Anything offline and away from the fairway will be punished, with chipping out of the rough often the only option.
Ernie Els, recently announced as the tournament’s ambassador and searching for his sixth SA Open title, is pleased that the Glendower set-up is tough.
“If you stray just off the fairway, you can really get a very tough lie. I hit one at 18 yesterday where I was a metre off the fairway and I could only advance it maybe 100 yards. But it’s what Opens are all about it, isn’t it? I think for a tournament of this stature it needs to be tough.
“Kikuyu is obviously a very thickly-laid grass and they’ve obviously let it go when there’s been a lot of rain, so it’s as thick and as tough as I’ve ever seen rough. But we want to find the best player this week and that’s what we’re going to get. You’re not going to get a guy who’s hitting it offline and getting lucky lies in the rough winning. You’re going to have to play proper golf and that’s what I think a national Open should be like,” Els said on Wednesday.
Charl Schwartzel thought the rough should have been even longer, while Branden Grace hoped it would be cut a bit, and George Coetzee described the course as “a real challenge”.
“If you miss a fairway, there is an 80% chance that you’ll have to chip out and I hit an eight-iron about 15 yards on one hole,” the Joburg Open champion said.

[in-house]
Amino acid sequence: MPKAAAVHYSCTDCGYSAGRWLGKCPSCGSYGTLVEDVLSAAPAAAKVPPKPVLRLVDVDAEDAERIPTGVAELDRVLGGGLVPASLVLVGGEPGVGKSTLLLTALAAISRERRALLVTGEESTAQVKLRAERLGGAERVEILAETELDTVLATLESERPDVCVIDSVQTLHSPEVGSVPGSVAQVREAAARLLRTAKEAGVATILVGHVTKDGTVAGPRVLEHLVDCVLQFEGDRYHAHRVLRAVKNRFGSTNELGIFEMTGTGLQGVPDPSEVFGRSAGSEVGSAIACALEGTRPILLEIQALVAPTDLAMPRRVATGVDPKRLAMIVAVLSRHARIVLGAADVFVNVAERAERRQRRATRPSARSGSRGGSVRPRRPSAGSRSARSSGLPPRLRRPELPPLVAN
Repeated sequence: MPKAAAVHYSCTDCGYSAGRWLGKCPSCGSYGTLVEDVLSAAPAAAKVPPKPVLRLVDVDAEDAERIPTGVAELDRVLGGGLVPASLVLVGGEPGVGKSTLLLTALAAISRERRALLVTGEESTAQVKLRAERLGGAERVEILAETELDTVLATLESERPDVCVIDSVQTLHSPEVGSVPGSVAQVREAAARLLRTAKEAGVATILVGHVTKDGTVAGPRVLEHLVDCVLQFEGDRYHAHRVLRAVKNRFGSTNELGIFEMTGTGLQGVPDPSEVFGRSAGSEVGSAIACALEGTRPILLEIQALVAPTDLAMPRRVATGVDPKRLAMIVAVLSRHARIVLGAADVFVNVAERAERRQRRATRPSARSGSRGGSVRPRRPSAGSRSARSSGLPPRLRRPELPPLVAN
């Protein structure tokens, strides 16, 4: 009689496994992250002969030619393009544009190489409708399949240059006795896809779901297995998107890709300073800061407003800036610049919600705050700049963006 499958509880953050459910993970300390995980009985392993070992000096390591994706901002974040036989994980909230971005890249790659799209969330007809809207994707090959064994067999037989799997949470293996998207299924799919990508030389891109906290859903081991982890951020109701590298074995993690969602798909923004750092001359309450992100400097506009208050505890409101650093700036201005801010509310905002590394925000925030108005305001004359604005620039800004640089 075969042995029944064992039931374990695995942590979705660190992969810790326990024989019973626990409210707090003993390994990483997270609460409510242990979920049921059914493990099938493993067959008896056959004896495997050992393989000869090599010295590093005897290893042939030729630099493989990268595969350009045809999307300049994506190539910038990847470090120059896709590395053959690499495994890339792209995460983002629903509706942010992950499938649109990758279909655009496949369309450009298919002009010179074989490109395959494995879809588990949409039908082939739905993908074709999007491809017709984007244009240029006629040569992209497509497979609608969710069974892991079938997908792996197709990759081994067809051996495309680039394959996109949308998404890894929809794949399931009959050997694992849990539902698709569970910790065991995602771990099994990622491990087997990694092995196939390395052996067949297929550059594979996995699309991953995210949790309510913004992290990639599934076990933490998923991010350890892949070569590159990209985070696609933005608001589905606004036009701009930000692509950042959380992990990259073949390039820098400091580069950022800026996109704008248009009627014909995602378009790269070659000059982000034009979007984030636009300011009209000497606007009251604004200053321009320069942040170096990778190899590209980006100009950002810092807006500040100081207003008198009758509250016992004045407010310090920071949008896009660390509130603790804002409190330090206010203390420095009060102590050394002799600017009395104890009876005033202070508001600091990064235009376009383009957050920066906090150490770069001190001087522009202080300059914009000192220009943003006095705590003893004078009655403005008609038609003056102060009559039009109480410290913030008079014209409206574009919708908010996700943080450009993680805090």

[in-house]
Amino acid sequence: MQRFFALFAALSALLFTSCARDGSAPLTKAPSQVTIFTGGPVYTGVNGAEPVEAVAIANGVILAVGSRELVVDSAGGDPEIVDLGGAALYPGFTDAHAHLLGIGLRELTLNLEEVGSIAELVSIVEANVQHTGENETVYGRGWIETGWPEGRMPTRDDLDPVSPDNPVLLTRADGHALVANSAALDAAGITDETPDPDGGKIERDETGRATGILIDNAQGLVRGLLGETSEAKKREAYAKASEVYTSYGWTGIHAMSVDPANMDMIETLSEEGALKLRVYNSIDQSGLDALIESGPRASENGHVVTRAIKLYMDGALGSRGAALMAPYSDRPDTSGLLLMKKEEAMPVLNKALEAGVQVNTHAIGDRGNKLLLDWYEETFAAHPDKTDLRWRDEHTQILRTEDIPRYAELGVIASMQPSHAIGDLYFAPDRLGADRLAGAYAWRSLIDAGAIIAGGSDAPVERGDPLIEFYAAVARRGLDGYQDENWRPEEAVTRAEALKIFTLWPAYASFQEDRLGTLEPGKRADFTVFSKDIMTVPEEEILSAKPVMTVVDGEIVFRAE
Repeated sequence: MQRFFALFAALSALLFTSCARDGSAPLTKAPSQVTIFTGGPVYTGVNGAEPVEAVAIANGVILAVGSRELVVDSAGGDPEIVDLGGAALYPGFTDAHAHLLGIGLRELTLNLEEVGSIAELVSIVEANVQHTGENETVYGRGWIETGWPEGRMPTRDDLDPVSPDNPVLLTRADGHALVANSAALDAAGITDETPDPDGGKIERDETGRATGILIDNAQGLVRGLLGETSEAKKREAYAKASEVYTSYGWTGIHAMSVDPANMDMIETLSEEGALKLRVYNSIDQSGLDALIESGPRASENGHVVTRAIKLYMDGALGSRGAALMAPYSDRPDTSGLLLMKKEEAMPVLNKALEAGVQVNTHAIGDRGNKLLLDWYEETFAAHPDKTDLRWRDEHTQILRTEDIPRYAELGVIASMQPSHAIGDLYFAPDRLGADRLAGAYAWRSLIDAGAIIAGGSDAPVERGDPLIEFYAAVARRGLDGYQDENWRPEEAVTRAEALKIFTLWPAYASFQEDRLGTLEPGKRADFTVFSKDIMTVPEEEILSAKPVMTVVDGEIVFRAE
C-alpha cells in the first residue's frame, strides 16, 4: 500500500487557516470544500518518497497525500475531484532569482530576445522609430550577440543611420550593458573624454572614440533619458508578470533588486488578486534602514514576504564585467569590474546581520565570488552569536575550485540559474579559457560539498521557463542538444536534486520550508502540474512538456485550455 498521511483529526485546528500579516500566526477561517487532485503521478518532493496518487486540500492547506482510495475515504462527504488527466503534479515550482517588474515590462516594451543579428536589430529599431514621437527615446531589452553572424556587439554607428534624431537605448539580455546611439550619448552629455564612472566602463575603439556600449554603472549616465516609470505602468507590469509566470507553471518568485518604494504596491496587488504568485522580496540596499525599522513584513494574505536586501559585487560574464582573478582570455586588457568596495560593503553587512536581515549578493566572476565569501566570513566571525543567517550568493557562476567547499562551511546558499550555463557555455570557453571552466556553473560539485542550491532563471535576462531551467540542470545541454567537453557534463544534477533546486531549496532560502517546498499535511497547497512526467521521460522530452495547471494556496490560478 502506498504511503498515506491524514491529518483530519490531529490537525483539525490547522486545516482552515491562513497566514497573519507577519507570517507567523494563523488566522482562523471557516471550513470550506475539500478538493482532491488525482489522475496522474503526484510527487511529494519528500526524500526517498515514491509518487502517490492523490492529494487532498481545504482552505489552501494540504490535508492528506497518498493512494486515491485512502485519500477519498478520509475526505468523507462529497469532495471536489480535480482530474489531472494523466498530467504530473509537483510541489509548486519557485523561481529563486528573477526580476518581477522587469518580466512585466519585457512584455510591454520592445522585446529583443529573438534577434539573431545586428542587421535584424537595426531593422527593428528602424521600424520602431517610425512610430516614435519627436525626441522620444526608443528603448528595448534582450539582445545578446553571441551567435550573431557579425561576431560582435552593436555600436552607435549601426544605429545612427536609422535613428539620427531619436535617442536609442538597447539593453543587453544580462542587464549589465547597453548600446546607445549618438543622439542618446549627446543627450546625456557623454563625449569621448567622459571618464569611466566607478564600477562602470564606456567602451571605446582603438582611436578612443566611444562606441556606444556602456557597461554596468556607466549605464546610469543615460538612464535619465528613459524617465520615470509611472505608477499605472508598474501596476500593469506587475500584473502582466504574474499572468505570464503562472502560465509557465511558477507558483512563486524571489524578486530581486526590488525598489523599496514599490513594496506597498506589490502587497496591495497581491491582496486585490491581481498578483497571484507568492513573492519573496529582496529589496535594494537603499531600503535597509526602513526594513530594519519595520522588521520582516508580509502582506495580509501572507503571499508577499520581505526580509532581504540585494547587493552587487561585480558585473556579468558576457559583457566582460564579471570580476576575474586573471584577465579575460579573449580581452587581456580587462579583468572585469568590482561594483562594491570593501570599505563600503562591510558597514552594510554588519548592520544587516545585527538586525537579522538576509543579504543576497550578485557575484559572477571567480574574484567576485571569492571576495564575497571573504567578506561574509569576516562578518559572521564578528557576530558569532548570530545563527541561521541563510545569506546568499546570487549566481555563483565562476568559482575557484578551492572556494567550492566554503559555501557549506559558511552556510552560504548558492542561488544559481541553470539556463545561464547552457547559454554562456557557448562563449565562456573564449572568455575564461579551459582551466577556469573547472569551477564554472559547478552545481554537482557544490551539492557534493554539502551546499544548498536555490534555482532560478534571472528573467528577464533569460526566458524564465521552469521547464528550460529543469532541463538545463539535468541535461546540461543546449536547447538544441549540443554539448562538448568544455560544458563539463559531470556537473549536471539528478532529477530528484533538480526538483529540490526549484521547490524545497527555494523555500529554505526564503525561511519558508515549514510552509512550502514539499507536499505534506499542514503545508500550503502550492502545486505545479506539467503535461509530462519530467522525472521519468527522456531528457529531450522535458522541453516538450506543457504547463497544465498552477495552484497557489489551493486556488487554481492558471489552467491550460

The greens, however, are soft and receptive, so conditions will favour the most accurate golfer rather than the most powerful.
“If there’s no rough then it’s usually a big hitter that wins, but this week is about hitting fairways and greens, which changes things a bit,” Danie van Tonder, the leader of the Sunshine Tour Order of Merit, said. “I won’t be stupid and hit driver everywhere. I’ll take three-wood or four-iron and lay-up before going for the green. To the pins I’ll be aggressive, but not on the tee shots.”
That doesn’t suit a guy like Coetzee, who likes to bomb it off the tee, but the 28-year-old said he will apply himself and look to adapt.
“I prefer tricky greens to tricky rough, but you’ve got to make your game suit the course. Hopefully I’ll hit it straight and make a few putts. You’ve got to hit a lot of fairways, because I don’t think the best putter will win it this week,” Coetzee said.
What is certain is that the leading South Africans – Schwartzel, Els, Coetzee, Grace, Richard Sterne and Hennie Otto – are all extremely hungry to claim their national Open and return the imposing trophy to home soil for the first time since Otto’s triumph in 2011.
Victory would be especially sweet for Ekurhuleni products like Els, Otto, Van Tonder and J’be Kruger.
“It’s wonderful to be back at the SA Open, especially here at Glendower in Ekurhuleni, the city where I’m from,” Els said. “I’ve played a lot of golf at Glendower, I grew up 12km from here and we’ve got a great venue this week. I feel very motivated to win as many as I can before I’m done,” the 45-year-old said.